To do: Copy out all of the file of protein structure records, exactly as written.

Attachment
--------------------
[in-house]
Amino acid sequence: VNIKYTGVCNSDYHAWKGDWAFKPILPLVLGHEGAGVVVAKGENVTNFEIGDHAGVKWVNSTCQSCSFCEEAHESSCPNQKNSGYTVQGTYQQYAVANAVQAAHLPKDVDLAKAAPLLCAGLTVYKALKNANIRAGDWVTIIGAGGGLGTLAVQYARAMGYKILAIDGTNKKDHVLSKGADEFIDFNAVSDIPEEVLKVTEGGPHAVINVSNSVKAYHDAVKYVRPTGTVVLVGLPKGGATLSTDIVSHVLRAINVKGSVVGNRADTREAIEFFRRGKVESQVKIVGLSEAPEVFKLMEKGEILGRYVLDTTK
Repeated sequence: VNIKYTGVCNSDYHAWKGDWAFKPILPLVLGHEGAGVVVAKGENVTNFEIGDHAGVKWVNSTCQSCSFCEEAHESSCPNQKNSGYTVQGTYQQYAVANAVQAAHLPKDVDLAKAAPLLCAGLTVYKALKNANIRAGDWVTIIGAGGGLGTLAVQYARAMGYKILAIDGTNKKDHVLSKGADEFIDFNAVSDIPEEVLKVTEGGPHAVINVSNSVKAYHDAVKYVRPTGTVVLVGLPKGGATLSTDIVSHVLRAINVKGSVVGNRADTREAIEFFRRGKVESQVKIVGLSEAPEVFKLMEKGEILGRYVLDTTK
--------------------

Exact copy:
[in-house]
Amino acid sequence: VNIKYTGVCNSDYHAWKGDWAFKPILPLVLGHEGAGVVVAKGENVTNFEIGDHAGVKWVNSTCQSCSFCEEAHESSCPNQKNSGYTVQGTYQQYAVANAVQAAHLPKDVDLAKAAPLLCAGLTVYKALKNANIRAGDWVTIIGAGGGLGTLAVQYARAMGYKILAIDGTNKKDHVLSKGADEFIDFNAVSDIPEEVLKVTEGGPHAVINVSNSVKAYHDAVKYVRPTGTVVLVGLPKGGATLSTDIVSHVLRAINVKGSVVGNRADTREAIEFFRRGKVESQVKIVGLSEAPEVFKLMEKGEILGRYVLDTTK
Repeated sequence: VNIKYTGVCNSDYHAWKGDWAFKPILPLVLGHEGAGVVVAKGENVTNFEIGDHAGVKWVNSTCQSCSFCEEAHESSCPNQKNSGYTVQGTYQQYAVANAVQAAHLPKDVDLAKAAPLLCAGLTVYKALKNANIRAGDWVTIIGAGGGLGTLAVQYARAMGYKILAIDGTNKKDHVLSKGADEFIDFNAVSDIPEEVLKVTEGGPHAVINVSNSVKAYHDAVKYVRPTGTVVLVGLPKGGATLSTDIVSHVLRAINVKGSVVGNRADTREAIEFFRRGKVESQVKIVGLSEAPEVFKLMEKGEILGRYVLDTTK